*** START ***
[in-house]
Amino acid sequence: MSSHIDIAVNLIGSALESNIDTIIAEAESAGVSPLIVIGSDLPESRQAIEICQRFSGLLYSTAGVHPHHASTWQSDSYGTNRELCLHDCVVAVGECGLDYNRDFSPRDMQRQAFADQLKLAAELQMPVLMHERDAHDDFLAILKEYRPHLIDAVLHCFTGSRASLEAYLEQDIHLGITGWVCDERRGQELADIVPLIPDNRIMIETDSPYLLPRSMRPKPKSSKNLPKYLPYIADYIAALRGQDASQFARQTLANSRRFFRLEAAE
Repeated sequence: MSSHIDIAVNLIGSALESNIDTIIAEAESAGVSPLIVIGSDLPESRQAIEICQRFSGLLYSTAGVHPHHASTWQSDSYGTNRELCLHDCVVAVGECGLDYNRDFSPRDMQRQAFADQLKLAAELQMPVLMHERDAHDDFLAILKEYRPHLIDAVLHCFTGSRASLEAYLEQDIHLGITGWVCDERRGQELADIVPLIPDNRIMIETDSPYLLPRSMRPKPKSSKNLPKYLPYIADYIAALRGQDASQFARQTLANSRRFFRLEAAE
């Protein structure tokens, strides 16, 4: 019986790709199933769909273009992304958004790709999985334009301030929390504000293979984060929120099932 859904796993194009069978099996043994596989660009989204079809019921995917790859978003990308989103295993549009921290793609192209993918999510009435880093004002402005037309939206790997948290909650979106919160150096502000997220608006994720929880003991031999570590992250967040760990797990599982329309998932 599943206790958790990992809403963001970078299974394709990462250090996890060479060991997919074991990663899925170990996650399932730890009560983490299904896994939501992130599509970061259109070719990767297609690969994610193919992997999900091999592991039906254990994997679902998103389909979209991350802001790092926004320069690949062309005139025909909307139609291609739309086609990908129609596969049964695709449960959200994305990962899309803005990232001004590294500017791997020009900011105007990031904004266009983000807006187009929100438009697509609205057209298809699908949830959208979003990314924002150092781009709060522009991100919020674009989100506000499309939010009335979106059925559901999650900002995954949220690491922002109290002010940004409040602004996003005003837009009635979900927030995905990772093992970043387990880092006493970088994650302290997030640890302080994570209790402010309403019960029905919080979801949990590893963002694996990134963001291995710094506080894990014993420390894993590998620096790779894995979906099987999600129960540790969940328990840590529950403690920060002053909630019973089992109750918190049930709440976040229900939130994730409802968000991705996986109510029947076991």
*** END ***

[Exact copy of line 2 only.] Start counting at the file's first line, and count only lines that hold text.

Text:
Amino acid sequence: MSSHIDIAVNLIGSALESNIDTIIAEAESAGVSPLIVIGSDLPESRQAIEICQRFSGLLYSTAGVHPHHASTWQSDSYGTNRELCLHDCVVAVGECGLDYNRDFSPRDMQRQAFADQLKLAAELQMPVLMHERDAHDDFLAILKEYRPHLIDAVLHCFTGSRASLEAYLEQDIHLGITGWVCDERRGQELADIVPLIPDNRIMIETDSPYLLPRSMRPKPKSSKNLPKYLPYIADYIAALRGQDASQFARQTLANSRRFFRLEAAE